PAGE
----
Accessfs: permission filesystem for linux
This is a new file system to manage permissions. It is not very useful on its own. You need to load other modules below.
User permission based IP ports
With this module, you will be able to control access to IP ports based on user-/groupid.
There’s no need anymore to run internet daemons as root. You can individually configure which user/program can bind to protected ports (by default, below 1024).
For example, you can say, user www is allowed to bind to port 80 or user mail is allowed to bind to port 25. Then, you can run apache as user www and sendmail as user mail. Now, you don’t have to rely on apache or sendmail giving up superuser rights to enhance security.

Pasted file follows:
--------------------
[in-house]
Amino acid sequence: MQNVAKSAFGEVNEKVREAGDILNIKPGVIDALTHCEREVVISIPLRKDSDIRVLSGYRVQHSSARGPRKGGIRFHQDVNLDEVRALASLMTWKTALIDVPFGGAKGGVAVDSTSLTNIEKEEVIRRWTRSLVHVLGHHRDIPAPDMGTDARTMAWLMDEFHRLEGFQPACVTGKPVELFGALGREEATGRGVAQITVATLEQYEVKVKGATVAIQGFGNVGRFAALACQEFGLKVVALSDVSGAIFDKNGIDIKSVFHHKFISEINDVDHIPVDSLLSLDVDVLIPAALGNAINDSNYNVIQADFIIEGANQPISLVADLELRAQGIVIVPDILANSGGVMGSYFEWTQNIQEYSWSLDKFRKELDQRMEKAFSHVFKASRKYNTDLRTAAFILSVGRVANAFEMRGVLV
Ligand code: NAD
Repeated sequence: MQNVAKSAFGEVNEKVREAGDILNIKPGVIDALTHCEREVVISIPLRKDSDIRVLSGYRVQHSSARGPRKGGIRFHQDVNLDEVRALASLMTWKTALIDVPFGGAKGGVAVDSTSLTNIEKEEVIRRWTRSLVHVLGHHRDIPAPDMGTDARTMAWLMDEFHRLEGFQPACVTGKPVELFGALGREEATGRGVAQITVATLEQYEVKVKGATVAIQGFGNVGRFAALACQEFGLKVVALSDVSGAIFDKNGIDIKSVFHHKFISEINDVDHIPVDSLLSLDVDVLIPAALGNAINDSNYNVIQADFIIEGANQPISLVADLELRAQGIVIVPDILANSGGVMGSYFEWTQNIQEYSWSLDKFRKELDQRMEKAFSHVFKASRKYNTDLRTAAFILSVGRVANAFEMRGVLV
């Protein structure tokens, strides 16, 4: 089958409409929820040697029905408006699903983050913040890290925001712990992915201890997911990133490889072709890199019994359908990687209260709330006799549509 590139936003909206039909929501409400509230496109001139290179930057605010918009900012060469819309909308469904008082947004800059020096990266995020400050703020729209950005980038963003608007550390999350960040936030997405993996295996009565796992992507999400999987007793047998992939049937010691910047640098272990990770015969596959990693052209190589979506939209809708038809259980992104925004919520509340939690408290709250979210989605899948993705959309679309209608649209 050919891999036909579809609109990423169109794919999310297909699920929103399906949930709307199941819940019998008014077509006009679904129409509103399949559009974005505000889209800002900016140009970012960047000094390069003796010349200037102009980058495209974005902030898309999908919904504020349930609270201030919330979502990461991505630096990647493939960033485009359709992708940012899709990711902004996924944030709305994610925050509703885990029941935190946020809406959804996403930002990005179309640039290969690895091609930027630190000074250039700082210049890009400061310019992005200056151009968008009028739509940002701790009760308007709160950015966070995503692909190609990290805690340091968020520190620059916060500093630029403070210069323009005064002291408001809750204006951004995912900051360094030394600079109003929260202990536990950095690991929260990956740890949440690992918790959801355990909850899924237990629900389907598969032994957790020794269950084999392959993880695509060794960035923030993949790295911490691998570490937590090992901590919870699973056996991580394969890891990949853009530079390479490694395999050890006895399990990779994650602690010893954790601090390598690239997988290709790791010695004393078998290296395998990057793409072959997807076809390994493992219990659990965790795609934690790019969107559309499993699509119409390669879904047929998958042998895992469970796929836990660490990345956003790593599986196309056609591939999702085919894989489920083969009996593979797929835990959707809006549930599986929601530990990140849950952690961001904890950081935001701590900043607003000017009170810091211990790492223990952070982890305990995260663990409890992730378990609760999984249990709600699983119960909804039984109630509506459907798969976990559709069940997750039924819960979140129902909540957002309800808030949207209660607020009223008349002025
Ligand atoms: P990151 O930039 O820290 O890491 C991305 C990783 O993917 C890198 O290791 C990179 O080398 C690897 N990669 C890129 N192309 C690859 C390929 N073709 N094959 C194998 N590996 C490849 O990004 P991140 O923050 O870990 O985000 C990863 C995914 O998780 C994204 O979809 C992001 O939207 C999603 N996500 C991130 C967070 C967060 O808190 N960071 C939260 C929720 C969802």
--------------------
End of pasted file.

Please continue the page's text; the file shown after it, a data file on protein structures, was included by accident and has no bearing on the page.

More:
To use this option, you need to mount the access file system and do a chown on the appropriate ports:
mount -t accessfs none /proc/access chown www /proc/access/net/ip/bind/80 chown mail /proc/access/net/ip/bind/25
You can grant access to a group for individual ports as well. Just say:
chgrp lp /proc/access/net/ip/bind/515 chmod g+x /proc/access/net/ip/bind/515
User permission based capabilities
With this module, you will be able to grant capabilities based on user-/groupid (root by default).
For example you can create a group raw and change the capability net_raw to this group:
chgrp raw /proc/access/capabilities/net_raw chmod ug+x /proc/access/capabilities/net_raw chgrp raw /sbin/ping chmod u-s /sbin/ping; chmod g+s /sbin/ping
LD_PRELOAD is a glibc feature, which allows to override system library functions. But this means also a security hole, through which an attacker might gain unauthorized privileges. This is already prevented for SUID and SGID binaries.
Of course, GNU libc doesn’t know about accessfs and doesn’t disable
LD_PRELOAD for these privileged executables. This means, you must be careful, which users and groups you grant access to ports or capabilities.